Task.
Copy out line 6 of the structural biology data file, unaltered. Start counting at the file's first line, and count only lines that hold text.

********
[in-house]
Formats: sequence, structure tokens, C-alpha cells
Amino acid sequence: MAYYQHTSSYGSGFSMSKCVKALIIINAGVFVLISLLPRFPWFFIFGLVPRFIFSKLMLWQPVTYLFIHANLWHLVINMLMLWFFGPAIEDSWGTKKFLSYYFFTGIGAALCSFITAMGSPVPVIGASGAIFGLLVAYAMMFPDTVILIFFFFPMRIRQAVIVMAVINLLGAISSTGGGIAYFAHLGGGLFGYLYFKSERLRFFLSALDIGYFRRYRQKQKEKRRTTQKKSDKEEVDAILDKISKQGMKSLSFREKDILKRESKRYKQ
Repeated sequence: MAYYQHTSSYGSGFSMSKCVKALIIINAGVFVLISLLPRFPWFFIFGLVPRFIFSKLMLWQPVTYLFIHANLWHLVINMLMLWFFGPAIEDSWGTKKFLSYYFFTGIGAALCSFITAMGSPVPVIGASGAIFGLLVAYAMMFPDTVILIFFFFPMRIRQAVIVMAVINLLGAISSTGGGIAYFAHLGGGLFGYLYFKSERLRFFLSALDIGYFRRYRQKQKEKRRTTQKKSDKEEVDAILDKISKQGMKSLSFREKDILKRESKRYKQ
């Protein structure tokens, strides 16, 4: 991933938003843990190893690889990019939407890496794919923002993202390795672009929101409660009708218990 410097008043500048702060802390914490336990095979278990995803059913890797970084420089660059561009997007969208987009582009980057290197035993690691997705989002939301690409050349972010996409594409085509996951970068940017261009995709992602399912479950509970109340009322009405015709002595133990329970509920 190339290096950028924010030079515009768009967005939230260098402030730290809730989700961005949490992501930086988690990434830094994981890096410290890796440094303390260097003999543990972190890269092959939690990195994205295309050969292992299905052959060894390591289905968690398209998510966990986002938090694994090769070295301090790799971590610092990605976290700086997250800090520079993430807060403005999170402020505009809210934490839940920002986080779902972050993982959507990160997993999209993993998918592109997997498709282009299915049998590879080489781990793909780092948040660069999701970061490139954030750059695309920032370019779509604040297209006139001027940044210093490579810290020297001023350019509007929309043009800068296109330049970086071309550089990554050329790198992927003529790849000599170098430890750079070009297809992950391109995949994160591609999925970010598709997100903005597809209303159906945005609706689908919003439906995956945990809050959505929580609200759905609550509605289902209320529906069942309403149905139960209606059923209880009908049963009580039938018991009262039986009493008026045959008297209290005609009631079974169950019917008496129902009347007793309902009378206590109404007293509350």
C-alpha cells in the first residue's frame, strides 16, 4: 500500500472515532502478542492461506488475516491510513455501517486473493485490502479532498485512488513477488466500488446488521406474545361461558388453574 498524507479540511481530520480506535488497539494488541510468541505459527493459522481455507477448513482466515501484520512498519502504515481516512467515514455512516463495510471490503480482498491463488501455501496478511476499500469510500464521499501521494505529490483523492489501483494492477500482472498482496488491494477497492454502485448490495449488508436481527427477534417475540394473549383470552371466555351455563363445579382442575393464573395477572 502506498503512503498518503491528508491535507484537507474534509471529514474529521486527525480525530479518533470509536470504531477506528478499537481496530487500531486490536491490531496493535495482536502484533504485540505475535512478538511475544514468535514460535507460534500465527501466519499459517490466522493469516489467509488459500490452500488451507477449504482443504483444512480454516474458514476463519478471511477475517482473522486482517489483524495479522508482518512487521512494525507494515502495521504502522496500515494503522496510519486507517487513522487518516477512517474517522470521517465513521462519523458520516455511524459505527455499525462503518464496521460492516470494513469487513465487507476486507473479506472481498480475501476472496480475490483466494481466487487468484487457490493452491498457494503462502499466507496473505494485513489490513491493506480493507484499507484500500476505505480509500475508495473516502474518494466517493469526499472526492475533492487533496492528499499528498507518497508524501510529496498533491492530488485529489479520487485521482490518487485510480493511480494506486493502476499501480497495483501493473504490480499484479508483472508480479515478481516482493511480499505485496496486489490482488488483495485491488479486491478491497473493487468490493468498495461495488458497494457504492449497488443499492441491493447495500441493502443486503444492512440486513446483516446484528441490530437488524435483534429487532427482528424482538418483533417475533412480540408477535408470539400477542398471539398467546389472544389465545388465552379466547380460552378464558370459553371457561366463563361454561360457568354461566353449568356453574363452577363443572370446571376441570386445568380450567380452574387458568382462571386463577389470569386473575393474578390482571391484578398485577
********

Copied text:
C-alpha cells in the first residue's frame, strides 16, 4: 500500500472515532502478542492461506488475516491510513455501517486473493485490502479532498485512488513477488466500488446488521406474545361461558388453574 498524507479540511481530520480506535488497539494488541510468541505459527493459522481455507477448513482466515501484520512498519502504515481516512467515514455512516463495510471490503480482498491463488501455501496478511476499500469510500464521499501521494505529490483523492489501483494492477500482472498482496488491494477497492454502485448490495449488508436481527427477534417475540394473549383470552371466555351455563363445579382442575393464573395477572 502506498503512503498518503491528508491535507484537507474534509471529514474529521486527525480525530479518533470509536470504531477506528478499537481496530487500531486490536491490531496493535495482536502484533504485540505475535512478538511475544514468535514460535507460534500465527501466519499459517490466522493469516489467509488459500490452500488451507477449504482443504483444512480454516474458514476463519478471511477475517482473522486482517489483524495479522508482518512487521512494525507494515502495521504502522496500515494503522496510519486507517487513522487518516477512517474517522470521517465513521462519523458520516455511524459505527455499525462503518464496521460492516470494513469487513465487507476486507473479506472481498480475501476472496480475490483466494481466487487468484487457490493452491498457494503462502499466507496473505494485513489490513491493506480493507484499507484500500476505505480509500475508495473516502474518494466517493469526499472526492475533492487533496492528499499528498507518497508524501510529496498533491492530488485529489479520487485521482490518487485510480493511480494506486493502476499501480497495483501493473504490480499484479508483472508480479515478481516482493511480499505485496496486489490482488488483495485491488479486491478491497473493487468490493468498495461495488458497494457504492449497488443499492441491493447495500441493502443486503444492512440486513446483516446484528441490530437488524435483534429487532427482528424482538418483533417475533412480540408477535408470539400477542398471539398467546389472544389465545388465552379466547380460552378464558370459553371457561366463563361454561360457568354461566353449568356453574363452577363443572370446571376441570386445568380450567380452574387458568382462571386463577389470569386473575393474578390482571391484578398485577